When it comes to the more filling dishes, ‘iron eggs’ are a traditional snack providing a great source of protein, made of chewy quails’ eggs dyed black from braising in soy sauce. Ban tiao noodles (rice noodles) are often stir-fried with pork and work well as comfort food when served in a hot soup. ‘Run bing’ is the unfried version of Chinas very popular spring roll. Steamed and traditionally wrapped at the table as a family social activity, the dish allows you to stuff your spring roll with as many fresh vegetable ingredients as you like, before steaming – a much healthier alternative to oil frying.
Fitness on the island
Moving to Taiwan doesn’t mean you can’t treat yourself to the deep-fried goods it produces. It’s all about balance, and making sure you participate in enough exercise so that you can eat that spicy fried chicken guilt-free. Although there are gyms open in the major cities (Taipei, Taichung, Kaohsiung and Tainan), ‘hitting the gym’ isn’t as popular as in the West, with a larger focus on more sociable, team-based activities.
Basketball is the most popular sport on the island, with an abundance of courts in every city and many locals playing daily. Joining a group in a game of basketball is also a great way to meet new people. Equally, racket games such as badminton are a popular fitness activity, while Brazilian Jui-jitsu is the island’s go-to choice for martial arts.
When you’re living on such a scenic island, though, you may wish to hit the great outdoors as part of your fitness routine. There are numerous hiking trails among magnificent mountains in Taipei and throughout Taiwan, and it’s very much a cultural norm for people to complete the trails on evenings or weekends. Equally the cities can be ideal for biking, with quick routes out of the city to quiet mountain roads and next-to-river routes such as the Bali Bike Trail, a smooth, scenic ride along the river banks. You can rent cheap bikes at many locations around the island.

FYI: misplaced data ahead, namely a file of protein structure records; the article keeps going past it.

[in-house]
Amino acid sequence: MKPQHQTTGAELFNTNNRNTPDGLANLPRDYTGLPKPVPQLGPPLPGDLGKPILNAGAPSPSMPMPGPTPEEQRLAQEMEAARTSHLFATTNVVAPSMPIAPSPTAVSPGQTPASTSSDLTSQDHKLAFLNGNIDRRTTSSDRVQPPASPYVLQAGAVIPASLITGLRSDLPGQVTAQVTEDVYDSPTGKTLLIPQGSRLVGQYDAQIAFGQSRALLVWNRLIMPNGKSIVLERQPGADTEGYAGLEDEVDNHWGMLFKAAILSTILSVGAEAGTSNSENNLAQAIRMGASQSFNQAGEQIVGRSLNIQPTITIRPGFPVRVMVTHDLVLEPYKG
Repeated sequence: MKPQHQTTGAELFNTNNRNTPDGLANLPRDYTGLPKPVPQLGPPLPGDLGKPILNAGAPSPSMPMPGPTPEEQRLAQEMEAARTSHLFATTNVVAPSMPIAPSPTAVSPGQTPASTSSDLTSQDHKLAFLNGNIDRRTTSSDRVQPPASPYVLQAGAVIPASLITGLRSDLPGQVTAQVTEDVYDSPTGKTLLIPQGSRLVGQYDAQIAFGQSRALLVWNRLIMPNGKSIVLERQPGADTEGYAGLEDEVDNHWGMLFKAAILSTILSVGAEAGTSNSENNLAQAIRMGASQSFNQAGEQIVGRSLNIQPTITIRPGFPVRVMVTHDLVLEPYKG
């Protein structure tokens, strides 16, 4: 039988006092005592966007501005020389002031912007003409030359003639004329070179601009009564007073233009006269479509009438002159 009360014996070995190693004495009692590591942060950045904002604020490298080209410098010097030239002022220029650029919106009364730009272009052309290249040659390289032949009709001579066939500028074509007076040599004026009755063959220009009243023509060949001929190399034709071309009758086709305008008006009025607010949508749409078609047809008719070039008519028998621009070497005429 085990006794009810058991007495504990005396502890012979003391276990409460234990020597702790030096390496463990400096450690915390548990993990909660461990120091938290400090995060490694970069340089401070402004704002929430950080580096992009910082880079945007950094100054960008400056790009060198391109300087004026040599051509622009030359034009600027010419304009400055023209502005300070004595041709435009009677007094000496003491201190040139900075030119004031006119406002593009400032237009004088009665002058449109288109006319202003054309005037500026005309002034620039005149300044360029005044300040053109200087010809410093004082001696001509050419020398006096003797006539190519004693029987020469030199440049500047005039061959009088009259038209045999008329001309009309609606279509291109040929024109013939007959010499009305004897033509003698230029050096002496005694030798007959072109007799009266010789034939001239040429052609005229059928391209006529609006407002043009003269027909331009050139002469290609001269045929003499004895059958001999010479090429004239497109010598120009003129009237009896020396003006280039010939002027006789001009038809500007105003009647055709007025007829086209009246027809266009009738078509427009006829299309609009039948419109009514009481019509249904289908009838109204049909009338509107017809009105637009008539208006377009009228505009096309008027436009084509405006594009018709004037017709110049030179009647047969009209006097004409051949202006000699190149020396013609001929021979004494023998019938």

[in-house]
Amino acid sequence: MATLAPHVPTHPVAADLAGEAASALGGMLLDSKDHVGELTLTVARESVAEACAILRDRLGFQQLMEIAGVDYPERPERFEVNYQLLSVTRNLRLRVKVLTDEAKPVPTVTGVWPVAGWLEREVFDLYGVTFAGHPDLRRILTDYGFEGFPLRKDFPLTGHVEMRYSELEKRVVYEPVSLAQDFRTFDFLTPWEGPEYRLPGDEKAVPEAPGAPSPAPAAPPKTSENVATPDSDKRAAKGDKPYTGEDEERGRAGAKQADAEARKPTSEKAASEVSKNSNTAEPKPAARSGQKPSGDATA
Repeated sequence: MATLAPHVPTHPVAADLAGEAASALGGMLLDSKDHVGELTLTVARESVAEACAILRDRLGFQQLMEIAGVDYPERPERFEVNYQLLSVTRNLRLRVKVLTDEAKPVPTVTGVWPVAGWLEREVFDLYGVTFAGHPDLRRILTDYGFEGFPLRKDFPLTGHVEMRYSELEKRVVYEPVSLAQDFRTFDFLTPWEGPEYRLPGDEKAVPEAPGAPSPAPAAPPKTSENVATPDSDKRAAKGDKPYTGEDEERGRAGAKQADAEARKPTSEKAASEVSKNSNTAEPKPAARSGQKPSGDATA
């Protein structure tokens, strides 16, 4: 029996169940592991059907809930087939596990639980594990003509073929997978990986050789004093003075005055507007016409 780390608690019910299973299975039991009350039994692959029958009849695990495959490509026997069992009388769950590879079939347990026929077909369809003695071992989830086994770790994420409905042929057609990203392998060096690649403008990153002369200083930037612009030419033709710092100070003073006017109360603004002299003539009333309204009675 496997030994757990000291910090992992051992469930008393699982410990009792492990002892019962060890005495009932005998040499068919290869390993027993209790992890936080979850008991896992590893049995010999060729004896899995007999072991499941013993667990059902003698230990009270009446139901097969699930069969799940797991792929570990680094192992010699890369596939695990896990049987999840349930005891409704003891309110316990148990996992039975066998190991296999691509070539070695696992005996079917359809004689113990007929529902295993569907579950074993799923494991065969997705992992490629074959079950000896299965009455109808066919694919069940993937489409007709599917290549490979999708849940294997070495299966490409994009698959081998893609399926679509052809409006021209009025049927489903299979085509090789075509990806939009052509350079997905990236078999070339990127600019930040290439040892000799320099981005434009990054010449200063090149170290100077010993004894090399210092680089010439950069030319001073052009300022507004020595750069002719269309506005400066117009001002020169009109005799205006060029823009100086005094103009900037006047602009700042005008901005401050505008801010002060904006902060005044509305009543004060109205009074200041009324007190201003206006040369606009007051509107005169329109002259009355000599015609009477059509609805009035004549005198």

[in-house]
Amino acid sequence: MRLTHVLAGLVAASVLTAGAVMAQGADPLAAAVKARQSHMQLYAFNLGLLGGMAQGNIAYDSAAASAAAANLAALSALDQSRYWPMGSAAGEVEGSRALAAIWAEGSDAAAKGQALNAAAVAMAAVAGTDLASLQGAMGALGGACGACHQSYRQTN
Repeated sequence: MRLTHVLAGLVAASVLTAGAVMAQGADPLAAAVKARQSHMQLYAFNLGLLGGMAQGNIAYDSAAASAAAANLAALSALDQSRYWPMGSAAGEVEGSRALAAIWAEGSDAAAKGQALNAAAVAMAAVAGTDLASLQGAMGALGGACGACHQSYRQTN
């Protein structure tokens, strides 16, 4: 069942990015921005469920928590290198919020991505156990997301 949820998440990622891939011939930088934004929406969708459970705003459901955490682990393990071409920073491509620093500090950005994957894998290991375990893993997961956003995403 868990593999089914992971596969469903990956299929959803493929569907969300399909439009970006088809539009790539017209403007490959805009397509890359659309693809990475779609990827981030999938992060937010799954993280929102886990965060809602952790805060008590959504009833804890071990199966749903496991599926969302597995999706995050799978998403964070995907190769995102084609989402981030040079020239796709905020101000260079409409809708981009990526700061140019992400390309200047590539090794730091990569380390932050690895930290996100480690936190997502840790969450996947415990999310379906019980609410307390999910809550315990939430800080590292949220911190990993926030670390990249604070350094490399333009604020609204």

Maintaining positive wellbeing
Doing regular exercise – particularly hiking and cycling – which embrace the country’s charming outdoors, will help aid a positive wellbeing for both headspace and a physical release. Yoga is another fantastic way to de-stress, with English-speaking classes or the option to practice at home on a terrace, or on one of the island’s flawless beaches.
When thinking about a mentally and socially healthy lifestyle, it’s worth following the island’s way; Taiwan’s wellbeing was recently rated the best in Asia, with relevance to factors such as work/life balance, housing conditions and health status. When considering physical health, seeing a doctor is a very convenient process in Taiwan, with a no-appointment, walk-in service. Generally, doctors have a good understanding of English medical terms, therefore you need not worry about potential language barriers. Expats who are living on the island for more than four months are required to join the National Health Insurance (NHI), although you may want to think about taking out international health insurance, particularly if you are planning to use any private facilities, which may incur extra costs.
Living in Taiwan has proven to be a great adventure for many expats. With so much to offer, relocating can be an opportunity to make the most of life while maintaining a healthy body and mind.